• A number of events will be taking place across the Pacific Islands. Climate marches are planned in Fiji, the Marshall Island and Kiribati, while in Papua New Guinea islanders will mobilise to send an urgent message to world leaders to transition to renewable energy to save their homes and humanity.

  • In Hong Kong, Taipei and Seoul hundreds are taking to the streets to demand a just transition to 100 percent renewable energy. In Vietnam a big climate music festival is planned, bringing together more than 1,500 youth. In Japan, the marches in Kyoto and Tokyo will feature a mass photo action where people will form one collective image.

  • Across the U.S., marches will take place across the country—from Los Angeles to Austin, to Washington, DC up to New York City, thousands will gather in creative, art-filled actions in the name of climate justice.

  • Events are planned in Egypt’s two largest cities (Cairo and Alexandria) where thousands will be running to raise awareness on climate impacts and call for urgent climate action.

  • The divestment movement will be out in force worldwide, joining marches in London, Berlin, Amsterdam, Stockholm, Melbourne, Wellington and more!

  • More than 5,000 cyclists will be taking over the center of Mexico City  with marches also planned in Bogota, Colombia, Sâo Paulo, Brazil and Bolivia.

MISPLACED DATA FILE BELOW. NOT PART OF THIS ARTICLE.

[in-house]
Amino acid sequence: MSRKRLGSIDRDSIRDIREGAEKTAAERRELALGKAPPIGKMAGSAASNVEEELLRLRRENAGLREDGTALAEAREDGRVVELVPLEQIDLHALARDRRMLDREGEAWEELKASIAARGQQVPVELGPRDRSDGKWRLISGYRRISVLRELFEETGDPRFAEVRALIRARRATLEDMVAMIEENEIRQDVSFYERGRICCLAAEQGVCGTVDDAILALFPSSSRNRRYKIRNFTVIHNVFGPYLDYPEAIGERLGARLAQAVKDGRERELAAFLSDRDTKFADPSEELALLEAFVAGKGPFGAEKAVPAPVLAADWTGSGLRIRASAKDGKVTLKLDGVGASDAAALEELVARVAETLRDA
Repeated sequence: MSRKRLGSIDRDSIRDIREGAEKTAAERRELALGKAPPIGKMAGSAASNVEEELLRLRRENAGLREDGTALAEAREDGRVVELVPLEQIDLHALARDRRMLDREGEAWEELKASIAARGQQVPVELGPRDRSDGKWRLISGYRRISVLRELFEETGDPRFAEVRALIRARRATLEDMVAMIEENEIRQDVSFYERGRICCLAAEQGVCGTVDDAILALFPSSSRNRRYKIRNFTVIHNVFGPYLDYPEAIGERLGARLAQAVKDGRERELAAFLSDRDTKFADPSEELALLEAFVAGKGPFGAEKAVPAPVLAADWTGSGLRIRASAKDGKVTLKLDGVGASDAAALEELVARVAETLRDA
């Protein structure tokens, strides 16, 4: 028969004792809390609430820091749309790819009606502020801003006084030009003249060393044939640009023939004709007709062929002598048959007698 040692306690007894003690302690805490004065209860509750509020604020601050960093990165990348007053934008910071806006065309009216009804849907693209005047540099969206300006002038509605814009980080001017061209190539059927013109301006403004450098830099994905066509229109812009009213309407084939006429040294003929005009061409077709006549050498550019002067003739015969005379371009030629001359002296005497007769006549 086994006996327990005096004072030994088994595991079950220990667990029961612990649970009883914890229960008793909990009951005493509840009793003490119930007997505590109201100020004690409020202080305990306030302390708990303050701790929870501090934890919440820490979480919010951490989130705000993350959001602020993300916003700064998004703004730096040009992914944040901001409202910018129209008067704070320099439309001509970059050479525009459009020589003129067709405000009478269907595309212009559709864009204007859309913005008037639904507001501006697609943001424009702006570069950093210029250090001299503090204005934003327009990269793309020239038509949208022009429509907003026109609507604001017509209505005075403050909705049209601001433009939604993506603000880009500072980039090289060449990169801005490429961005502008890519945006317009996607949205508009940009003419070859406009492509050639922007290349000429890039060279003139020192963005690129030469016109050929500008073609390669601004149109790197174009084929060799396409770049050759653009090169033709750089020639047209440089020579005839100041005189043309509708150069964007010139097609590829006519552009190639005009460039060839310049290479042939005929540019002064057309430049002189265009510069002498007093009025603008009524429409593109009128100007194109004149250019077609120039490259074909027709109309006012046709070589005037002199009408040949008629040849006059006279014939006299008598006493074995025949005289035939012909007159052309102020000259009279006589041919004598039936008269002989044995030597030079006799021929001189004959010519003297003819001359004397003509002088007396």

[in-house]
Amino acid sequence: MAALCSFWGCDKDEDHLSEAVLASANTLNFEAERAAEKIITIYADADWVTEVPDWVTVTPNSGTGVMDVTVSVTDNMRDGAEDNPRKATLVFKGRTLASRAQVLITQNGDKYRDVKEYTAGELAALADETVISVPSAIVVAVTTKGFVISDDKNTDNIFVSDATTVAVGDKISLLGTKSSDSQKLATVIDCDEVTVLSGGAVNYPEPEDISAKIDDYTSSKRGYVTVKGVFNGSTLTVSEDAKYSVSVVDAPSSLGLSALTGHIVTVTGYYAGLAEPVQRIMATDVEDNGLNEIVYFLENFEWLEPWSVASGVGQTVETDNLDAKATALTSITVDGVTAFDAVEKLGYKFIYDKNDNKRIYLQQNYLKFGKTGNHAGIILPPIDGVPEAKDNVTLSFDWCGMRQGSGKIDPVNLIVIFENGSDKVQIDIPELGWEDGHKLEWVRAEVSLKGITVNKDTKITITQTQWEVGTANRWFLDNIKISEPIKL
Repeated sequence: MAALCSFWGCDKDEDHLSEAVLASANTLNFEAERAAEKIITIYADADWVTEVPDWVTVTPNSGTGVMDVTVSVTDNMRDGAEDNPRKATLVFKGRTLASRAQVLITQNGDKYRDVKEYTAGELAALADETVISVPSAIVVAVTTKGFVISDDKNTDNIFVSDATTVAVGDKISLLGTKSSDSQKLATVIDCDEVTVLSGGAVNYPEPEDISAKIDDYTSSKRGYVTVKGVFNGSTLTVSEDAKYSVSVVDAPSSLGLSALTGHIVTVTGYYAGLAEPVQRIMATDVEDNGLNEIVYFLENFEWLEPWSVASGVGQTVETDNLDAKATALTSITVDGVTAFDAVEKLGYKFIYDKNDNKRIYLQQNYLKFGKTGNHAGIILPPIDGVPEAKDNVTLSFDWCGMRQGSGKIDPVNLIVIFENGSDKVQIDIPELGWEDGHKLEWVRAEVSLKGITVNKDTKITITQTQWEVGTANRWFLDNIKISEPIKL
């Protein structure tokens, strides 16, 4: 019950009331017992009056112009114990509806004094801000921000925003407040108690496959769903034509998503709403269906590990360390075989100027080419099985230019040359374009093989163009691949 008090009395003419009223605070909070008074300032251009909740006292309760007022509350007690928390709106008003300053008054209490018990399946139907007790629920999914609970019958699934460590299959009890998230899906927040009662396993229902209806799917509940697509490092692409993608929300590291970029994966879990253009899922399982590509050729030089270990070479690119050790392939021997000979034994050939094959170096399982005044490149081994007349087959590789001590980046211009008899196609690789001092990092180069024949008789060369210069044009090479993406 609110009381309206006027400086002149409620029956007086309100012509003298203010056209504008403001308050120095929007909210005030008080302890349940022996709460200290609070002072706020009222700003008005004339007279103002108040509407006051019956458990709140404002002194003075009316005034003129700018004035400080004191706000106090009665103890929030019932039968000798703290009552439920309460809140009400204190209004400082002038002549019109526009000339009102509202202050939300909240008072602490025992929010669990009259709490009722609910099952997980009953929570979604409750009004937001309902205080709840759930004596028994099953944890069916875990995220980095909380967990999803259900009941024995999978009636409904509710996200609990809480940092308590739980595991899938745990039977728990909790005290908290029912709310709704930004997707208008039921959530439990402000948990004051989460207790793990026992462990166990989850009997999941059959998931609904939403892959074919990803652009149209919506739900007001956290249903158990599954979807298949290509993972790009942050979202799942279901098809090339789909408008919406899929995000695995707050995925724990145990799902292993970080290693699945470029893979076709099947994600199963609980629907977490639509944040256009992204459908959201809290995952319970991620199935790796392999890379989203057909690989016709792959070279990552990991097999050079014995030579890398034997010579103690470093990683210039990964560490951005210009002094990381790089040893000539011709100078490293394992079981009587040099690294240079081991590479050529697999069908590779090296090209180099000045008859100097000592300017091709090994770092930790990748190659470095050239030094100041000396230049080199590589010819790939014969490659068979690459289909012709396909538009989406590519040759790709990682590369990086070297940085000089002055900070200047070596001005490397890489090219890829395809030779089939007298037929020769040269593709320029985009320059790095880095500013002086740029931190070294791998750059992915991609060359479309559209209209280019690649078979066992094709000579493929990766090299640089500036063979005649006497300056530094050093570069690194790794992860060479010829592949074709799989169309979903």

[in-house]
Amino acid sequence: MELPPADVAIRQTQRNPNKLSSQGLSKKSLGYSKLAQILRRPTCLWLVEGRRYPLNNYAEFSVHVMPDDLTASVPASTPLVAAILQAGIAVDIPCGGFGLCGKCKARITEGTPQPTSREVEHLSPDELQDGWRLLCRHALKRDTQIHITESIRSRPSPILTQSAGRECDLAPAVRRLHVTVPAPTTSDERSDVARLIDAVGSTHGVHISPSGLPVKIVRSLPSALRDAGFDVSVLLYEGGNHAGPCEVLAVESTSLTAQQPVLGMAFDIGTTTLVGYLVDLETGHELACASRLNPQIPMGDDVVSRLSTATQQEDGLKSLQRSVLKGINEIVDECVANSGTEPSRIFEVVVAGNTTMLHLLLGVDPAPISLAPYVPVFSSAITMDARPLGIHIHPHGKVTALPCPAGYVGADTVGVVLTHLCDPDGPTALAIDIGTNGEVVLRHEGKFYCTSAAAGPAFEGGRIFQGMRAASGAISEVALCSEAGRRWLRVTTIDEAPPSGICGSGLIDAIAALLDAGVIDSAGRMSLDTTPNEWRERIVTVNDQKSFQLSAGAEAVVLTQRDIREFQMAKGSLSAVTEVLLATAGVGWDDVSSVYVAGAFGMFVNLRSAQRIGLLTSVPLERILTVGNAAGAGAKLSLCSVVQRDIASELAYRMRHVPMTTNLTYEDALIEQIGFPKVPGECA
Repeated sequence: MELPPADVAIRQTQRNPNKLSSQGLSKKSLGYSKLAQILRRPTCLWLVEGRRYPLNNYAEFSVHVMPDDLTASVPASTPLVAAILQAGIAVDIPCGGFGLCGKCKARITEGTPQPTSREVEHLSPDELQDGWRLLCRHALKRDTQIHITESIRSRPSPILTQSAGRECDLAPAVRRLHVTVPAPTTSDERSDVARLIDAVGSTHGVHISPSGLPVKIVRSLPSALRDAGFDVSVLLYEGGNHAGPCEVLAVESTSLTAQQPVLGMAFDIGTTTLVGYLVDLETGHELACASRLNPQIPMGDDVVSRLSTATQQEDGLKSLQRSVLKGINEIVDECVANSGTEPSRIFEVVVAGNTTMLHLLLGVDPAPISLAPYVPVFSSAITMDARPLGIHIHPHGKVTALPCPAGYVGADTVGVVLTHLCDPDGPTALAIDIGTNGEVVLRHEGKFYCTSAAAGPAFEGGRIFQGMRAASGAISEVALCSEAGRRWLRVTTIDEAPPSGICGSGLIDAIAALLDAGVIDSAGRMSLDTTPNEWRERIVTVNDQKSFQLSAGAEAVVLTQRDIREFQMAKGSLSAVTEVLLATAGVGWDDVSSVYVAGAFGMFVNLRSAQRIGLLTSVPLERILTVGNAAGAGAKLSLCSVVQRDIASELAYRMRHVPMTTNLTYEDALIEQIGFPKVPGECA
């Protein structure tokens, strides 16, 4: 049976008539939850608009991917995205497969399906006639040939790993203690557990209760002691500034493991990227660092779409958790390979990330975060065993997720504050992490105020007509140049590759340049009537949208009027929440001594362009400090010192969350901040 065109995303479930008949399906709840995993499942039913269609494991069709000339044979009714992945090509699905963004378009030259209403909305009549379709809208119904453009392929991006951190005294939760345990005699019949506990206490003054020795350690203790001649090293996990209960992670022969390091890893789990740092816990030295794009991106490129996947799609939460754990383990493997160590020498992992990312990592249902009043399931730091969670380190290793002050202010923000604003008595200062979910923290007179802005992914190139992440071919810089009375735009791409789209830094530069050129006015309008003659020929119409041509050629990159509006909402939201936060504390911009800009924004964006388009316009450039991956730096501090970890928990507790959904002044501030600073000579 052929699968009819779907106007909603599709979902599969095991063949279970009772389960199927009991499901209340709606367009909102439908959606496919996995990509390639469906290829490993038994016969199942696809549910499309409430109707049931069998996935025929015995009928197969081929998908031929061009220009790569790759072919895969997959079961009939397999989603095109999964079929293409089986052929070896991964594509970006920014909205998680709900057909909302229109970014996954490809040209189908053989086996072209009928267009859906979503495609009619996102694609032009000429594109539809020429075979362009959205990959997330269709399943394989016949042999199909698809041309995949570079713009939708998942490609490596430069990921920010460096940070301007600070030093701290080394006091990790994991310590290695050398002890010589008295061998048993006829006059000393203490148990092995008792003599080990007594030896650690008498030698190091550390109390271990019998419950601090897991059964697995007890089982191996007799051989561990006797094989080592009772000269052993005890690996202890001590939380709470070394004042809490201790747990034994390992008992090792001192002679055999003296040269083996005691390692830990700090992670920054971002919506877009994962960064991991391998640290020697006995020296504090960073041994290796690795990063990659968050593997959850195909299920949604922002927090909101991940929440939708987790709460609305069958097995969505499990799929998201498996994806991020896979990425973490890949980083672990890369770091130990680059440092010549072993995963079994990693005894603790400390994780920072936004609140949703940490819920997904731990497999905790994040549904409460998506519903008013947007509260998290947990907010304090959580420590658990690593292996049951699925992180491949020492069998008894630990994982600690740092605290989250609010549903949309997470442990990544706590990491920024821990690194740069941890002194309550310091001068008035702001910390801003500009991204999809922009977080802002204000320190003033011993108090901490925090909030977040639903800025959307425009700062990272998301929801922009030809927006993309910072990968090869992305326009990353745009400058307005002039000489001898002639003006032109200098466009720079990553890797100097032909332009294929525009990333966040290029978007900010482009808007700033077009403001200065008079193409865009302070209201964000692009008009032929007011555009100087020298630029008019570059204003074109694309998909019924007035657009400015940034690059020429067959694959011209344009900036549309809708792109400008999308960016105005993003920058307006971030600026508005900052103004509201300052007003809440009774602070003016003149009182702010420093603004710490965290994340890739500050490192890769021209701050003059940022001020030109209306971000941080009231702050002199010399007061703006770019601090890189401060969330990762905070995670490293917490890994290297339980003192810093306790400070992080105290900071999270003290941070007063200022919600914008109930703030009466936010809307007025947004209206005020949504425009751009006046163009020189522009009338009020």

• In Kampala, Uganda a huge march is planned to go through the city. Pope Francis is visiting Africa this week and in Kenya he will receive a letter asking the Vatican to divest emphasizing the moral call to divest from fossil fuels and make a just transition towards a world powered by 100 percent renewable energy.

In Paris, where the government has prohibited the climate march from taking place due to security concerns in light of recent attacks in the city, people will join hands to form a human chain will now take place from Place de la République to Place de la Nation with participants carrying the placards, signs and artistic visuals initially developed for the march.

“While we’re restricted in Paris, we’ll make sure that our governments hear our call for climate justice loud and clear from all corners of the world,” added Baraka.